Verizon is offshoring jobs, records say

Verizon has been moving call center work overseas, and IT jobs may be shifting as well

verizon strike

People demonstrate outside a Verizon wireless store during a strike in New York, on April 18, 2016. 

Credit: Shannon Stapleton/Reuters

A key issue raised by labor unions in their weeklong strike against Verizon is the offshoring of work. The unions say Verizon has plans to send more jobs overseas. Verizon isn't saying what it is doing in this respect, but there is a paper trail of documents filed by its employees that point to offshoring.

The union contends that Verizon wants, in a labor contract, to shift more jobs to contractors. Nearly 40,000 Verizon workers are on strike.

"They want the ability to contract work -- as much as 50% -- the great majority of that is offshore," said Marilyn Irwin, president of the Washington area Communications Workers of America Local 2108. CWA is one of the unions involved in the strike.

This complaint is getting attention in the presidential race, including from U.S. Sen. Bernie Sanders, who is seeking the Democratic nomination.

"They want to outsource decent paying jobs," Sanders said at the Verizon picket line. Earlier this month, Sanders said Verizon wants to move call center jobs out of the country to places "where people will be paid pennies an hour."

Sander's criticisms of Verizon prompted a response by Verizon CEO Lowell McAdam in a blog post.

"Contrary to Sen. Sanders's contention," wrote McAdam, the proposal that Verizon is making to the union does "not call for mass layoffs or shipping jobs overseas. Rather, we've asked for more flexibility in routing calls and consolidating some of our call centers, some of which employ a handful of people."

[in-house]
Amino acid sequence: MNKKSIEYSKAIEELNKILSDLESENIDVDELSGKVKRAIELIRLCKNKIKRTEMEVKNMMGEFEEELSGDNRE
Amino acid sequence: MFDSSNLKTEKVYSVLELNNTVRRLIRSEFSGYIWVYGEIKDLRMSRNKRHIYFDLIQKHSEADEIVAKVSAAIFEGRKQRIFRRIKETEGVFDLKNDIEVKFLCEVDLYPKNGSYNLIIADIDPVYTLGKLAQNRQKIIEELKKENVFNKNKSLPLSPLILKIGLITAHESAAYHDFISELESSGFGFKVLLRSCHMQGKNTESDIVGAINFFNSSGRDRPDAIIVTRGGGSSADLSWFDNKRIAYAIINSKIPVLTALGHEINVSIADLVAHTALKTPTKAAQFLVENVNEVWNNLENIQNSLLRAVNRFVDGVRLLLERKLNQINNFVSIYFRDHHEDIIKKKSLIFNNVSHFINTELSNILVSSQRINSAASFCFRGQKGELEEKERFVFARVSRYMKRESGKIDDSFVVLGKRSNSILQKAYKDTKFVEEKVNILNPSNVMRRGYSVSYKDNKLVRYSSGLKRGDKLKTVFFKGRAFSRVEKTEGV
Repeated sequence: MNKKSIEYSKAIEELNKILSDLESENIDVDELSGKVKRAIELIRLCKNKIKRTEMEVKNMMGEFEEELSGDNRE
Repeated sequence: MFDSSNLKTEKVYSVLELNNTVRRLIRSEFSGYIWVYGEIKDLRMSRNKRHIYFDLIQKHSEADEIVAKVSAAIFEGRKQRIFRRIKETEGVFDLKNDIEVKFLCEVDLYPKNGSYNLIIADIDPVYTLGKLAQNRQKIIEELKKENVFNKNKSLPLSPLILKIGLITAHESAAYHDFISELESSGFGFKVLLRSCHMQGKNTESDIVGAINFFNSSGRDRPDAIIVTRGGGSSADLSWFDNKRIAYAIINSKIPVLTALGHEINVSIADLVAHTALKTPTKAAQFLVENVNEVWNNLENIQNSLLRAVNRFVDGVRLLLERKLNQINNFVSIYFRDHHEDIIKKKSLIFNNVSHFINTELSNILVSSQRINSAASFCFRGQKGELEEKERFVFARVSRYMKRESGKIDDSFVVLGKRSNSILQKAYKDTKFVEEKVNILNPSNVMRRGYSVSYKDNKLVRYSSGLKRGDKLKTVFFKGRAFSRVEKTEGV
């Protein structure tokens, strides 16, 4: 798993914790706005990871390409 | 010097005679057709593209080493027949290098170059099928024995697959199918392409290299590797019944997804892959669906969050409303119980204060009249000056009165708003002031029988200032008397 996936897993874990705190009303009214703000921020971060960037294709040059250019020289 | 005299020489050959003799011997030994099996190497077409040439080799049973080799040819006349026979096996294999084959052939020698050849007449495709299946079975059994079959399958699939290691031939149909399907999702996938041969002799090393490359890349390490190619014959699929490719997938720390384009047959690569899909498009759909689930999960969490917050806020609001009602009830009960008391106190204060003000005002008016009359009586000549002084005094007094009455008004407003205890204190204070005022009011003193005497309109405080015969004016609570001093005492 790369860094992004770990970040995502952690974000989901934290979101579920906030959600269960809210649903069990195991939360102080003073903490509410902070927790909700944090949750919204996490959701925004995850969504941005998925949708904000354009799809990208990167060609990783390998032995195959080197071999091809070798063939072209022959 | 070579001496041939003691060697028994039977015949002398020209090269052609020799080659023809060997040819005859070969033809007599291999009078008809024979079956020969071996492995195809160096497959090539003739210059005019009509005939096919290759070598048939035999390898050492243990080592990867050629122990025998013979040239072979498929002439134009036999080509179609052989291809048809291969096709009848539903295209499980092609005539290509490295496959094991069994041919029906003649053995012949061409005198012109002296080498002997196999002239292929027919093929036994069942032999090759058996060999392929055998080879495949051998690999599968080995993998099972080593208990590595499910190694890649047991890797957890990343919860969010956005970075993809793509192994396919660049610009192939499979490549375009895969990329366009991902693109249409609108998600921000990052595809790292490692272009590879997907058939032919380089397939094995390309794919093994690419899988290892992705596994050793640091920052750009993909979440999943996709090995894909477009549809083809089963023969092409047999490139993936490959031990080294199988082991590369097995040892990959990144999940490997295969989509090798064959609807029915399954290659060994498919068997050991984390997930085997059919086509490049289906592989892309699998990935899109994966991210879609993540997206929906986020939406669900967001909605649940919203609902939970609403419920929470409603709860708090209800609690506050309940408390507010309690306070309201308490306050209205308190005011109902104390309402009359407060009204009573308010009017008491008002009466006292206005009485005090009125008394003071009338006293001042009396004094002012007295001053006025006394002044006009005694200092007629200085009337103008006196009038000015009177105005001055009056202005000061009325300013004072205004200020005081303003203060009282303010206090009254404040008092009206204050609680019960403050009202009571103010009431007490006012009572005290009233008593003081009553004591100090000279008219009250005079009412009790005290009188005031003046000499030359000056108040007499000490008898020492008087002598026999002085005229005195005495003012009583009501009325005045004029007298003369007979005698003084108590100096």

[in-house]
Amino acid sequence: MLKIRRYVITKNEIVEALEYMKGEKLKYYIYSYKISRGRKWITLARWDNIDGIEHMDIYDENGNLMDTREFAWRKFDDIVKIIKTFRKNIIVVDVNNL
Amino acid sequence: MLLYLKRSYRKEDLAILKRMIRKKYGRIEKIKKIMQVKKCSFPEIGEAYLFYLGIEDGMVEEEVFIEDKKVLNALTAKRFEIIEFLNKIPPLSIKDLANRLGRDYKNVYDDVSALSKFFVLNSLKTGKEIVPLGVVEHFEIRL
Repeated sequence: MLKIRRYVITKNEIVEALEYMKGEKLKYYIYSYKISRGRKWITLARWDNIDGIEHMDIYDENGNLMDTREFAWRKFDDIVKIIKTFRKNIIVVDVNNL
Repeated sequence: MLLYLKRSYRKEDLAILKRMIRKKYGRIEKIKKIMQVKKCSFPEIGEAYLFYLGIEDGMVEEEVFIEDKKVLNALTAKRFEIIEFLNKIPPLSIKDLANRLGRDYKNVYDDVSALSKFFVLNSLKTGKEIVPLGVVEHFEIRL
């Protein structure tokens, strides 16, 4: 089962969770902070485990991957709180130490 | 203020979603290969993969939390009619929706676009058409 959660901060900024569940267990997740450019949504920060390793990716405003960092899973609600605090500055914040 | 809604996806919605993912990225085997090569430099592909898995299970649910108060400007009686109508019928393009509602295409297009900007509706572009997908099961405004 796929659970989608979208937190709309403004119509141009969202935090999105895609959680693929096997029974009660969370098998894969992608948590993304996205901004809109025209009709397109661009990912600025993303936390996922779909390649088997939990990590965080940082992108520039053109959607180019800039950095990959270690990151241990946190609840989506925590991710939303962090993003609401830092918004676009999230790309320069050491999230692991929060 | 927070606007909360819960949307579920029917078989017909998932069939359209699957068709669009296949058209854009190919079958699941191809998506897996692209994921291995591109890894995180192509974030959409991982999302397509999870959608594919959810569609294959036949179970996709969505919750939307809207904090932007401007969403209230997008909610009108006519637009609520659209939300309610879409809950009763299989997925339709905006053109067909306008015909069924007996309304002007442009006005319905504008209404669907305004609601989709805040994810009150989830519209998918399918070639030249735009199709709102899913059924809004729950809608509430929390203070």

Despite repeated attempts, Verizon did not respond to requests for comment.

Over the past several years, Verizon workers have been filing applications with the U.S. Labor Department for Trade Adjustment Assistance (TAA) benefits. Employees who believe they have lost their jobs as a result of offshore outsourcing can file for benefits that include extended unemployment and educational help.

Verizon workers in multiple states, including Texas, Oklahoma, Florida, New York and North Carolina, have filed claims. These can be filed by state labor officials or affected employees. A minimum of three affected workers must file the application, which, if approved, can make other affected employees at a worksite eligible for benefits as well.

For instance, in Lake Mary, Florida, employees wrote on their TAA application: "Verizon has been in the process of moving all production for all products off shore for the last few years. We were notified in April [2015] that all the remaining VOIP Order Management was being moved to Manila. Two VOIP order managers had been sent to Manila to train the new group. … My group also had to train the offshore group to take over our job function. HR told me this was a massive layoff!"

In Texas, requests for benefits from employees have stated that "work was outsourced" to Manila. The employees said 20 workers lost their jobs.

In North Carolina, workers also cited Manila, and said 11 jobs were lost in that state.

A New York, a TAA petition filed by IT workers said: "Due to a reduction in force, our jobs were eliminated. However, the function continues offshore."

This story, "Verizon is offshoring jobs, records say" was originally published by Computerworld.

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